There are many things entrepreneurs can do in Latin America to succeed in business, from seeking sound advice to incorporating new technology. Randall Castillo Ortega is a successful businessman and entrepreneur in Costa Rica. He shares the key keys to success she has learned along the way.
Many Latin American countries experienced difficult economic times in the middle and late 20th centuries, but have been experiencing growth recently. While higher wages have resulted in better wages for workers, they are still significantly less than wages in the USA. The number of people living below the poverty line (less than US$4 per day) has declined over the past decade, thanks to greater investment in the industrial sectors in which many people work.
A mentor or coach who is strong and knowledgeable can be a businessperson’s greatest weapon. Coaching is the best way to start and grow a business. As the coach introduces entrepreneurs to beneficial, new contacts, he or she can also help them lead and establish credibility.
Coaches can help business visionaries start their first venture by helping them to overcome obstacles that may seem unfavorable. Castillo explains, “A coach can help you decide what to do. A connector is someone who believes you have the potential and will help you connect with those who can best benefit you. It can open doors that you might not have expected. This is particularly important in business, where women entrepreneurs historically have less access to solid systems.”
Entrepreneurs may benefit from targeted support through accelerators and educational programs. These programs can be invaluable in helping entrepreneurs learn the basics of raising capital, creating strategies, and compensation models, as they also help them scale their businesses. These programs can help to expand business networks and create new contacts that will support the company’s growth. Accelerators can provide guidance and funding on a global scale that would not be possible otherwise.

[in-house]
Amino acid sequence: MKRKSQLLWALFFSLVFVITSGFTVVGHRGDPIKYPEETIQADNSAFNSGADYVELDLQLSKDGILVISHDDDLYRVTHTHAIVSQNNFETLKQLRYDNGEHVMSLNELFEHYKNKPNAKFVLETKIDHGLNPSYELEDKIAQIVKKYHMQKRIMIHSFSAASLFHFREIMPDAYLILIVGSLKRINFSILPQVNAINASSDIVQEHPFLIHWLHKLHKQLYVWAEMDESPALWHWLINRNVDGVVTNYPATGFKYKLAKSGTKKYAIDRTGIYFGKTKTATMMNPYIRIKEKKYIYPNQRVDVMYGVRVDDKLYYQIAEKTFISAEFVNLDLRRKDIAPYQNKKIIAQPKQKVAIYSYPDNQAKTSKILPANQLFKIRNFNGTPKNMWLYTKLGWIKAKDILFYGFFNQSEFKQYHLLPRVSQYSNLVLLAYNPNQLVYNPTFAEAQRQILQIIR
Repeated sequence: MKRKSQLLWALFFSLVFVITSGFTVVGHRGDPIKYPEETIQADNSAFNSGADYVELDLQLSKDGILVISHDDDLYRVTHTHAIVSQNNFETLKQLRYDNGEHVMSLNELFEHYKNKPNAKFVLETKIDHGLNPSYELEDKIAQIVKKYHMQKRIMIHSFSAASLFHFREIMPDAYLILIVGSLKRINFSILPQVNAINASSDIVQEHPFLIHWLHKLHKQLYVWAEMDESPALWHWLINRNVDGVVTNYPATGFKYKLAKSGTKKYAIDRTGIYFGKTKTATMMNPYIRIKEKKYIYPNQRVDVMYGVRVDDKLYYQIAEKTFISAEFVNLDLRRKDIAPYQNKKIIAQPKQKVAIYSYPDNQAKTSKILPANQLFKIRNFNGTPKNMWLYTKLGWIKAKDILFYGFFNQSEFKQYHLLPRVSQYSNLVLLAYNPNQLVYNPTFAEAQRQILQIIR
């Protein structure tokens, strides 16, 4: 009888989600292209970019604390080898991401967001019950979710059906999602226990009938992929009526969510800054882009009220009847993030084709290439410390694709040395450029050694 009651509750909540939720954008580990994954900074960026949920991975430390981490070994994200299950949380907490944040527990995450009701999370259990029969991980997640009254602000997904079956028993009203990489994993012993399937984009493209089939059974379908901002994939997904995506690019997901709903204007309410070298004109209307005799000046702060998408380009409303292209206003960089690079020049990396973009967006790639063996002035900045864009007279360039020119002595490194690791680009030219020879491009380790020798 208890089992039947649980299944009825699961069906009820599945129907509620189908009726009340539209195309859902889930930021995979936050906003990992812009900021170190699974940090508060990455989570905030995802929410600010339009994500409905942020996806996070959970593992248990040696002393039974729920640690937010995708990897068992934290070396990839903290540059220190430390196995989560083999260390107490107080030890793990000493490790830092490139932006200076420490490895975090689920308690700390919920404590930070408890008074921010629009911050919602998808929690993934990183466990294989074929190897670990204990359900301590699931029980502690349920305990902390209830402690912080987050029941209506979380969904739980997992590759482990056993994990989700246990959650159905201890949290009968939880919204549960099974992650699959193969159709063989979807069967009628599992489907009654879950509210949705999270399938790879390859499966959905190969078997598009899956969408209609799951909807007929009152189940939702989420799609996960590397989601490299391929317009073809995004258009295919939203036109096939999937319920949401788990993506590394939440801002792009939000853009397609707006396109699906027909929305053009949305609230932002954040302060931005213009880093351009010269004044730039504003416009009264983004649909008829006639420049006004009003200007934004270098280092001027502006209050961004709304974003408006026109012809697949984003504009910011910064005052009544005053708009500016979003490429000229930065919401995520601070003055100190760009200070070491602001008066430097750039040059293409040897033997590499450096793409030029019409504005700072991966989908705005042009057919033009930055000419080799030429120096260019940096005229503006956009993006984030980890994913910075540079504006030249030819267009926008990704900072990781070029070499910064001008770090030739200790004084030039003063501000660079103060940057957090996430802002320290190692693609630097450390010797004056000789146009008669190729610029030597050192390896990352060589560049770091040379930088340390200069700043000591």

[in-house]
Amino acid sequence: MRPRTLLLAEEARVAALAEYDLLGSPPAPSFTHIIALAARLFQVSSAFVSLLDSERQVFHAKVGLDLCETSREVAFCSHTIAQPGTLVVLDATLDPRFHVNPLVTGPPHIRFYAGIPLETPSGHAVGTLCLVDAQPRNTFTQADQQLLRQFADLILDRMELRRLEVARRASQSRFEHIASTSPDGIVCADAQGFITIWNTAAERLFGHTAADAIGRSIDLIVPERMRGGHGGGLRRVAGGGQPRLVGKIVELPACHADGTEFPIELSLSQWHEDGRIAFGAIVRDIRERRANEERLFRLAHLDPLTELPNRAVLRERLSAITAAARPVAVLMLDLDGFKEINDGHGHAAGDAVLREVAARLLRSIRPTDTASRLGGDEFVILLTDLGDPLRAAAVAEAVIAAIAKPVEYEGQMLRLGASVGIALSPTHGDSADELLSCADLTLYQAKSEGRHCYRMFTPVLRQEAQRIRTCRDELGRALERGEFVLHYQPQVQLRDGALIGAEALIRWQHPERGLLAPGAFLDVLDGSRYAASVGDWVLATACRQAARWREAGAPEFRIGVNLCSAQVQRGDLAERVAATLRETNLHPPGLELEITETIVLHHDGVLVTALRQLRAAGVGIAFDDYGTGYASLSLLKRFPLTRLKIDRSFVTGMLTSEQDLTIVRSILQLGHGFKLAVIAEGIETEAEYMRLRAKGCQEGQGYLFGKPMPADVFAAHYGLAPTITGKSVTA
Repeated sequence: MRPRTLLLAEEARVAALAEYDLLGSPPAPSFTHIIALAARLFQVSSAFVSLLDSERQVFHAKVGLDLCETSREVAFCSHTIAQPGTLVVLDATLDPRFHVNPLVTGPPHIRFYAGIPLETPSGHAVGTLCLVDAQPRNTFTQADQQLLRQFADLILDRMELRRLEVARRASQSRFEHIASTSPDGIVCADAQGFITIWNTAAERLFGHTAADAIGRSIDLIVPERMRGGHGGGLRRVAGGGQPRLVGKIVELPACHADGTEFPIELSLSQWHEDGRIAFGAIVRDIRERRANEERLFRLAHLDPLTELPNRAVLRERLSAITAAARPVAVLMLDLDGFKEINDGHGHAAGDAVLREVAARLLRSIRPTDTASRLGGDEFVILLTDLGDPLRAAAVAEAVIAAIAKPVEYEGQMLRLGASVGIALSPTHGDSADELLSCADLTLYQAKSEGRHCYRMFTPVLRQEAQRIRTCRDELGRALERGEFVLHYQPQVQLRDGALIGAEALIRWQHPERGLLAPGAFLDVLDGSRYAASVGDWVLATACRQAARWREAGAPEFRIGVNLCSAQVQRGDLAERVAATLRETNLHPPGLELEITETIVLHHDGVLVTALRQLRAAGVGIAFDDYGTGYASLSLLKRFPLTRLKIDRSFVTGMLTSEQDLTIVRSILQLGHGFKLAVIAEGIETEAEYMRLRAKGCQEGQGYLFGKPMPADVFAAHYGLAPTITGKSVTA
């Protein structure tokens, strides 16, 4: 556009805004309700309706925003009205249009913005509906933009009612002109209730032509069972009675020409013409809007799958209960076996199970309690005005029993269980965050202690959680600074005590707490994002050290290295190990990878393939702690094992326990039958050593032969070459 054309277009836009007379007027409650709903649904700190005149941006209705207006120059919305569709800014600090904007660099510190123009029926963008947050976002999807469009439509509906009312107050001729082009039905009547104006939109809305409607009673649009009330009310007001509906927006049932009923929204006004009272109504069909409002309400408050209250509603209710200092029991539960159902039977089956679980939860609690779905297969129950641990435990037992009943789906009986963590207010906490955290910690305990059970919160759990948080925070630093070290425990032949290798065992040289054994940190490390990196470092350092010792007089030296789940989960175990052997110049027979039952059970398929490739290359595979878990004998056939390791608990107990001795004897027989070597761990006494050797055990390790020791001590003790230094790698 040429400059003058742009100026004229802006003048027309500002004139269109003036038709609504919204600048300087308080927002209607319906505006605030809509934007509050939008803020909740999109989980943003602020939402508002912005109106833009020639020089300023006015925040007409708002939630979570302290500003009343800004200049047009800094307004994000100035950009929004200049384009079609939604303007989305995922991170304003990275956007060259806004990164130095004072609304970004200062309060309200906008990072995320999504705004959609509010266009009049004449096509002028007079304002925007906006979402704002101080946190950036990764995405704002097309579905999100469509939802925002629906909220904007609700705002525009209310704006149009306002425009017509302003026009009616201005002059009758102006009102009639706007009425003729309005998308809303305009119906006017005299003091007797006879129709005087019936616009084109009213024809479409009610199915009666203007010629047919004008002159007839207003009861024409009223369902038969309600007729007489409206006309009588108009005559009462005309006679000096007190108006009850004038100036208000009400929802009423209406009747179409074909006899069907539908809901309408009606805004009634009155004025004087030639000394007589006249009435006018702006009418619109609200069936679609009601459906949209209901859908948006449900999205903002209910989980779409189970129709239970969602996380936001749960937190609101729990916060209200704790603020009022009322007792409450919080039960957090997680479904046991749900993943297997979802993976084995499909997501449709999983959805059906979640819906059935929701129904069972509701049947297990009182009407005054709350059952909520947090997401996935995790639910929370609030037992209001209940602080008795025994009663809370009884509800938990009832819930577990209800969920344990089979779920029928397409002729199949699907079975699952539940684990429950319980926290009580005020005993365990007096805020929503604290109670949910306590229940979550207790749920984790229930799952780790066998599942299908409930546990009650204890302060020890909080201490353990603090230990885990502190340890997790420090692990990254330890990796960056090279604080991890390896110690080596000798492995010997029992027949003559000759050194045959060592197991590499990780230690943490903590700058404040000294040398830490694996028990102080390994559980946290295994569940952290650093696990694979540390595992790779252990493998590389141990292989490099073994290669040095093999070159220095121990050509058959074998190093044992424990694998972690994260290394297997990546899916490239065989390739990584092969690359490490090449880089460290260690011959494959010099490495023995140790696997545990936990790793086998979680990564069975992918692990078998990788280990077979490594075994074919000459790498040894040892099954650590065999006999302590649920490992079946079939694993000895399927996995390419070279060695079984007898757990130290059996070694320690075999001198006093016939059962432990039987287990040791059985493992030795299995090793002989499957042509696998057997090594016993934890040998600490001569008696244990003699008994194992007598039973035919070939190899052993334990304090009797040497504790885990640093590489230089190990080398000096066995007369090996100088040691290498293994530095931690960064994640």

Access to capital is crucial for entrepreneur success. Adds Castillo, “Without capital, you can’t prepare to stun all the world. You can’t develop.” A study by the Multilateral Investment Fund showed that 70% of small and medium-sized business owners in Latin America and the Caribbean are not receiving credit services.
Social media is one of the best ways to spread the word about a startup. Castillo asserts, “Twitter, LinkedIn, and even Instagram are powerful marketing tools. Entrepreneurs need to be more assertive and show their progress in order to grow the business. For example, a professional LinkedIn profile can tell a lot about you as a person and how committed you are to your business. You have to be active and aggressive in promoting the businesses and yourself.” While social media circles are dominated by friends and family, it is important to have separate professional and personal profiles.
A paradigm shift is underway that sees more Latin American entrepreneurs launch their own ventures and perform better. This trend is expected to continue and eventually level the playing field. However, those who truly desire to succeed will only follow the guidance of experts who have already made it. The availability of talented people and higher smartphone penetration are creating opportunities for tech-driven business ideas. Latin America’s startups are well-equipped with the technology and the support they need to achieve their goals.
It’s not just for the wealthy anymore to start a business that is successful. This is especially true in Latin America. Because of their expanding economies and favorable business environments, entrepreneurship is on the rise across all Latin American countries. This trend is unlikely to change anytime soon.